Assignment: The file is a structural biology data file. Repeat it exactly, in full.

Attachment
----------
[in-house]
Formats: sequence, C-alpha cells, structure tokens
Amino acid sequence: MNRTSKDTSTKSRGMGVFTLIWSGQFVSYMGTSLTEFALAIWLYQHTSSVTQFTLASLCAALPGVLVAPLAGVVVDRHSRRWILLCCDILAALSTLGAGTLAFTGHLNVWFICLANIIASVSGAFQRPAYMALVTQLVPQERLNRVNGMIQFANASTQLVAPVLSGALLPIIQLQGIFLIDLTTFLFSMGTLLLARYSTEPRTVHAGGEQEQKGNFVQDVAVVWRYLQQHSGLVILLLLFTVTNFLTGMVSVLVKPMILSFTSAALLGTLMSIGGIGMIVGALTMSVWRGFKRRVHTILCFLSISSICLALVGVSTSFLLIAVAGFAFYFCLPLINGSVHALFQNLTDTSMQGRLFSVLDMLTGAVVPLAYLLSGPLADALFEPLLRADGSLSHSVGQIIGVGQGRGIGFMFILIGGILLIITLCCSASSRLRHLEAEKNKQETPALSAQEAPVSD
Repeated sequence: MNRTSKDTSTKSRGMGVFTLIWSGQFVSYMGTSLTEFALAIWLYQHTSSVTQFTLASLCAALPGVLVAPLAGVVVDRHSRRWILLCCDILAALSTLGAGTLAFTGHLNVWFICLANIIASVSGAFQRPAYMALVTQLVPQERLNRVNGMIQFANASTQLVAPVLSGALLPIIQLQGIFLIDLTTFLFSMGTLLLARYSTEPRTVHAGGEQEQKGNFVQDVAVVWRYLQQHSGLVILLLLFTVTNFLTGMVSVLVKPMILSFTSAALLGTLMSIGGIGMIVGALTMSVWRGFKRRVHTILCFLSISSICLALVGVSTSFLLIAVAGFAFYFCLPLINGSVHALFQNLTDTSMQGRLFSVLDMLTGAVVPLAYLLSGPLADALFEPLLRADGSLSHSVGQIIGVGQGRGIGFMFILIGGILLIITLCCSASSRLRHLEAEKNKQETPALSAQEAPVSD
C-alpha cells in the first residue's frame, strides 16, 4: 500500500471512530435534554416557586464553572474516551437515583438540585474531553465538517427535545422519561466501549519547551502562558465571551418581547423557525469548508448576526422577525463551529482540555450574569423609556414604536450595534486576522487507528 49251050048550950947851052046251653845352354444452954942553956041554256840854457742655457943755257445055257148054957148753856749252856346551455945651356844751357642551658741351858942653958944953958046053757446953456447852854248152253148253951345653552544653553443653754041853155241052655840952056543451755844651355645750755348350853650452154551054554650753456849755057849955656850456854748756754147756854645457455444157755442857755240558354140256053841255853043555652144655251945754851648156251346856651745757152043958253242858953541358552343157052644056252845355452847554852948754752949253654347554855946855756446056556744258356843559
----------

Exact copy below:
[in-house]
Formats: sequence, C-alpha cells, structure tokens
Amino acid sequence: MNRTSKDTSTKSRGMGVFTLIWSGQFVSYMGTSLTEFALAIWLYQHTSSVTQFTLASLCAALPGVLVAPLAGVVVDRHSRRWILLCCDILAALSTLGAGTLAFTGHLNVWFICLANIIASVSGAFQRPAYMALVTQLVPQERLNRVNGMIQFANASTQLVAPVLSGALLPIIQLQGIFLIDLTTFLFSMGTLLLARYSTEPRTVHAGGEQEQKGNFVQDVAVVWRYLQQHSGLVILLLLFTVTNFLTGMVSVLVKPMILSFTSAALLGTLMSIGGIGMIVGALTMSVWRGFKRRVHTILCFLSISSICLALVGVSTSFLLIAVAGFAFYFCLPLINGSVHALFQNLTDTSMQGRLFSVLDMLTGAVVPLAYLLSGPLADALFEPLLRADGSLSHSVGQIIGVGQGRGIGFMFILIGGILLIITLCCSASSRLRHLEAEKNKQETPALSAQEAPVSD
Repeated sequence: MNRTSKDTSTKSRGMGVFTLIWSGQFVSYMGTSLTEFALAIWLYQHTSSVTQFTLASLCAALPGVLVAPLAGVVVDRHSRRWILLCCDILAALSTLGAGTLAFTGHLNVWFICLANIIASVSGAFQRPAYMALVTQLVPQERLNRVNGMIQFANASTQLVAPVLSGALLPIIQLQGIFLIDLTTFLFSMGTLLLARYSTEPRTVHAGGEQEQKGNFVQDVAVVWRYLQQHSGLVILLLLFTVTNFLTGMVSVLVKPMILSFTSAALLGTLMSIGGIGMIVGALTMSVWRGFKRRVHTILCFLSISSICLALVGVSTSFLLIAVAGFAFYFCLPLINGSVHALFQNLTDTSMQGRLFSVLDMLTGAVVPLAYLLSGPLADALFEPLLRADGSLSHSVGQIIGVGQGRGIGFMFILIGGILLIITLCCSASSRLRHLEAEKNKQETPALSAQEAPVSD
C-alpha cells in the first residue's frame, strides 16, 4: 500500500471512530435534554416557586464553572474516551437515583438540585474531553465538517427535545422519561466501549519547551502562558465571551418581547423557525469548508448576526422577525463551529482540555450574569423609556414604536450595534486576522487507528 49251050048550950947851052046251653845352354444452954942553956041554256840854457742655457943755257445055257148054957148753856749252856346551455945651356844751357642551658741351858942653958944953958046053757446953456447852854248152253148253951345653552544653553443653754041853155241052655840952056543451755844651355645750755348350853650452154551054554650753456849755057849955656850456854748756754147756854645457455444157755442857755240558354140256053841255853043555652144655251945754851648156251346856651745757152043958253242858953541358552343157052644056252845355452847554852948754752949253654347554855946855756446056556744258356843559